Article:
What's Wrong with Healthcare?

Thinking inside and outside of the healthcare box. After 41 years of family practice, what's happened to Canada's healthcare system?

Sunday, September 16, 2007

You may pay for our Canadian System With Years of Your Life

Chapter Five: How is Mr. LD doing now?

First the bad news; Mr. LD has spent approximately 300,000 dollars to date for medical treatments south of the Canadian border. He has been inconvenienced considerably by having surgery in a foreign country, staying in hotels, being apart from his family during these stressful times, and of course, enduring the pain and discomforts of his surgeries. He is being maintained on 4 mgms. of Zemeta intravenously once a month and 30mgms. of Depo-Sandostatin intramuscularly once a month administered by myself and a home care nurse. He occasionally takes some ordinary acetaminophen or Advil for a slight ache in his left arm residual from a bone met. that was previously radiated but is not progressing. He has two other small bone mets. that have showed up on scanning in the past six months but also do not seem to be progressing. He continues to visit the MDAnderson Cancer Center every three months for scans and follow ups that likely will set him back some additional dollars.
Now for the good news; He is free of 99% 0f his tumor load and since this has been identified as a slow growing malignancy, likely will still have another four or five years of life expectancy. He is basically pain free and symptom free, walks one to two miles everyday, and continues to run his many businesses, paying in excess of 300,000 dollars in income tax every year. I’ve listed the tax as a good thing since it is better than his demise in which case, tax would not be a problem for him. Basically he continues to enjoy his normal good quality of life. I find it quite ironic that he supports our health care system with his considerable tax dollars, but the system certainly did not support him.
So what went wrong for this man at one of our more “advanced” cancer centers in Canada? Some of you will say it was a failing on the part of the physician surgeon, but it is my understanding that this particular physician is one of the most respected at the Center. Perhaps we do not have the technology to determine that he had 50% more liver than necessary to survive the surgery. If this is the case, why not refer to a center that has more accurate CT scanners and the necessary technologies. For that matter, why was not a second opinion/referral given when the patient specifically asked for that information? The cliché that “we all read the same medical journals” certainly was of no help to my patient. Or are we, in the medical profession so pressed for time that such a time and effort commitment is only made when there is the potential for a cure, not simply for additional years of life. Even more frightening is the question: “Are we as physicians prioritizing what we do to save the system costs”? We do know that our transplant teams are given annual budgets and patients are selected as to “who will benefit the most”? Has this become a “Modus Operendi” for major surgeries in general?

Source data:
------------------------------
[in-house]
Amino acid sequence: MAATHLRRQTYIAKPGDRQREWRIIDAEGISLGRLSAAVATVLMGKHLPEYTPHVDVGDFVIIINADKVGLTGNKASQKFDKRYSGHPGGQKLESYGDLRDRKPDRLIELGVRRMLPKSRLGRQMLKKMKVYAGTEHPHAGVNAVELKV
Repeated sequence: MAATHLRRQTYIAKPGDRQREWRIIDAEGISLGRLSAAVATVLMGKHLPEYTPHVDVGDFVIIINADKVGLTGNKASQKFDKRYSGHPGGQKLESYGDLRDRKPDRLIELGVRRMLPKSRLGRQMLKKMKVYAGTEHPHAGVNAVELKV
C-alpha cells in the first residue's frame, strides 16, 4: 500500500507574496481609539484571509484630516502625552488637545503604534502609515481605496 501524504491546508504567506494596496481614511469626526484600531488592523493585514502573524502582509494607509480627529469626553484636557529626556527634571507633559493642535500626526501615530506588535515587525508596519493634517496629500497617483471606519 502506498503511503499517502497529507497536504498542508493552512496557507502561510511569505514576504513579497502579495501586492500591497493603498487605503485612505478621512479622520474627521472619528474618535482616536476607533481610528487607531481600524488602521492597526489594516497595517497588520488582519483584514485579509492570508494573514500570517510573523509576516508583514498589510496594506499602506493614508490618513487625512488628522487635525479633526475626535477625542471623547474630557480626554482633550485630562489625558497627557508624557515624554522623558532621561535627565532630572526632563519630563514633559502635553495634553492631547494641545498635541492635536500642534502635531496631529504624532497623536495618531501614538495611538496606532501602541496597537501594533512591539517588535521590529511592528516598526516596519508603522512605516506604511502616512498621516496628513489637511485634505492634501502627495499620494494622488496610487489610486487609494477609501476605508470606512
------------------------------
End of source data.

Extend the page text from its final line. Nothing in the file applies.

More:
So once again the question needs to be asked “What is a year of good quality life worth to you. If Mr. LD lives another four years he will have gotten at least five additional years that he would not have had by accepting his “fate” in our healthcare system. That will work out to about 60 to 70 thousand dollars per year of life, a figure that he feels is a bargain. But do you and I have those resources, and why is private insurance banned in Canada. The Supreme Court of Canada ruled in the Chaoulli case that the law was unconstitutional. Why haven’t provincial governments in Canada responded, or is the constitution for the protection of Quebecers only? After all, the average Joe doesn’t have the deep pockets of my Mr. LD, and insurance was designed to protect us low income folks from unforeseen major costs. What I would like to know is whether, as a Canadian citizen, I could take out insurance in the U.S.A to cover second opinions and delays in access to our healthcare system. It may be something to consider.

1 Comments:

Blogger Alex Klink said...

Hi Al,
thank you for sharing this information. How Mr. LD is doing now? It's been 5 years already since you posted it.
I live in Calgary and I also feel there is something wrong with the healthcare system here.

Alex

2/4/12 4:14 PM  

Post a Comment

Links to this post:

Create a Link

<< Home